Leverage Compliance Challenges To Improve Business Operations
Regulatory compliance is a reality and smart FDA-regulated life science companies will leverage those requirements to improve their overall operational efficiency and approach compliance as an opportunity to improve best practices, suggests a white paper from Computer Associates (CA).
"Compliance is not a hurdle to overcome," said Sumner Blount of eTrust Regulatory Solutions at CA. "Rather, it presents the opportunity to understand a business more fully, institute effective controls within it, and use these controls and the technology that supports them as a way to expand and improve operations."
Blount's view tracks with what many consultants, including former FDA inspectors, have told PIR in recent months. While the agency is likely to issue updated Part 11 requirements in August or September that will possibly clarify some issues such as risk management, most experts stress that regulated companies should be approaching compliance as a business need rather than a purely regulatory demand.
"It is important that compliance be seen in a broader context," Blount said. While compliance is simply meeting the letter of the law such as Part 11, business performance, in the context of compliance, involves "using the process and technology changes brought on by compliance for the increased efficiency of the business itself."
To fully leverage compliance efforts, he recommended a program where compliance is:
Automated: Manual compliance is costly and "simply not a viable long-term option because there will always be new regulations coming and existing ones are unlikely to be weakened"; Continuous: It is never a one-time effort and must be ingrained into the "DNA of the enterprise." Controls once owned by a central group must become decentralized, automated, and under the purview of local units; and Sustainable: "Compliance is a broad topic, and the regulations can vary greatly, but in almost all cases the key element of sustainable compliance is a centralized way of managing all users and their access to protected resources."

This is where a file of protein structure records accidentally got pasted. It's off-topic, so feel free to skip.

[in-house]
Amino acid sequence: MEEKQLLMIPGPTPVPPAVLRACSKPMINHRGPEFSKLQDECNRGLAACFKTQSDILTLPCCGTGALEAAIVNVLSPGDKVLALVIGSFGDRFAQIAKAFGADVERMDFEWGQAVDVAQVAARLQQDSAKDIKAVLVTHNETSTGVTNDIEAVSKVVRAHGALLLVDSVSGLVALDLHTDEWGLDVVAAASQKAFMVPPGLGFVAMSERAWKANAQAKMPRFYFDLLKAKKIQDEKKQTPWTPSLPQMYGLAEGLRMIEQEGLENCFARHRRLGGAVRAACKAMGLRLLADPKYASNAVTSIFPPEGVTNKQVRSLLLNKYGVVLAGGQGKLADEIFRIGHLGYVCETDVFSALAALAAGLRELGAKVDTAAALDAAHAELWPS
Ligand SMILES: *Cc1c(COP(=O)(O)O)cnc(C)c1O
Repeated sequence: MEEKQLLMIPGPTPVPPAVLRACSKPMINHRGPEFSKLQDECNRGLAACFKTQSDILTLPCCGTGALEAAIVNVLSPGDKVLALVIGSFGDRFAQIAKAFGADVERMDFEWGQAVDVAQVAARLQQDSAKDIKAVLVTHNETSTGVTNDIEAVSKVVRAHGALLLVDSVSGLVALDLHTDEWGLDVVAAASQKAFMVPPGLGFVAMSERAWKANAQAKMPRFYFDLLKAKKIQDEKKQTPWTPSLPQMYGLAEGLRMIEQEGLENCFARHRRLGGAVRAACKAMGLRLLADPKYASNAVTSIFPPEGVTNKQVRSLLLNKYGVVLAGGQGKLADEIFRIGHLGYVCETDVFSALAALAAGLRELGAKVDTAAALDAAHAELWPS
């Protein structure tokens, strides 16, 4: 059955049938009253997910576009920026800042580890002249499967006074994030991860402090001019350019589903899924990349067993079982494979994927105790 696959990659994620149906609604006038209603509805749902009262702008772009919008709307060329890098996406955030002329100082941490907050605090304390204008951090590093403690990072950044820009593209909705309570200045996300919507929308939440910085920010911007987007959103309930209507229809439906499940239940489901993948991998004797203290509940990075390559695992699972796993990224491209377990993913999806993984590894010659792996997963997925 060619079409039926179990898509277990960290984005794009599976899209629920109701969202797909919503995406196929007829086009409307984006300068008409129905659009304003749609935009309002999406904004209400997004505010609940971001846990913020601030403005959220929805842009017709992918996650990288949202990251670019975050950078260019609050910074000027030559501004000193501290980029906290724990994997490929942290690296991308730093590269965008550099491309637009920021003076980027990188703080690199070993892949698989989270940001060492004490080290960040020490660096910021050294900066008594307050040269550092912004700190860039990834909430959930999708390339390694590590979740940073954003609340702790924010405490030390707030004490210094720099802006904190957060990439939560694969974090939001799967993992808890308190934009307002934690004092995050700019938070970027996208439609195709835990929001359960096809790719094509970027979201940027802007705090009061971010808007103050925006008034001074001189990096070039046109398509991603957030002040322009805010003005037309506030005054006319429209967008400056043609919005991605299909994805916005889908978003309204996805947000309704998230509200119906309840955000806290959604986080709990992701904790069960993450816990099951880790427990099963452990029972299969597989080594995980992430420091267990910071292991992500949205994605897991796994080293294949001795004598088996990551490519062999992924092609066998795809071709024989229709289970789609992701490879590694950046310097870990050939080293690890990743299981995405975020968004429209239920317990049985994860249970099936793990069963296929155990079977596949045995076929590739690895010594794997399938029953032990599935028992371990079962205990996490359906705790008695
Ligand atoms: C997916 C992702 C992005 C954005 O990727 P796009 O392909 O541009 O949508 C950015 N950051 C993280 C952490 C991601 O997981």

Because FDA-regulated firms must contend with Part 11, the Health Insurance Portability and Accountability Act (HIPAA) and the reporting requirements of Sarbanes-Oxley, identity-based compliance is the most effective way to ensure that fragmented, manual processes give way to a centralized, automated and optimized process for managing all users and their access. Strong audit trails are a crucial component of any Part 11 compliance effort, experts have repeatedly stressed to PIR.
An effective compliance program can provide a number of direct benefits, including:
Risk reduction: Identifying and minimizing risk helps the operation run more smoothly for longer periods of time, and also reduces personal liability risk for key executives; Increased efficiency: Moving to a centralized identity management platform can deliver major efficiencies, including greater productivity for new employees, a reduction in required help desk resources and a decreased burden on security administration and development staff; Improved business effectiveness: Decisionmaking can be improved because essential information is available and accurate; and Increased business agility: A centralized way of managing all esecurity and user access makes it easier to incorporate new businesses into the corporate infrastructure.
But it is important to remember that security management is at the heart of almost all regulations, Blount noted. Without a strong esecurity infrastructure that protects systems, applications and edata from unauthorized use or access, compliance with any regulation such as Part 11 is essentially impossible. An effective program will provide identity management, provisioning of new users, access management to specific systems and auditing that spots seemingly minor variations that can lead to serious problems if unchecked. -- Michael Causey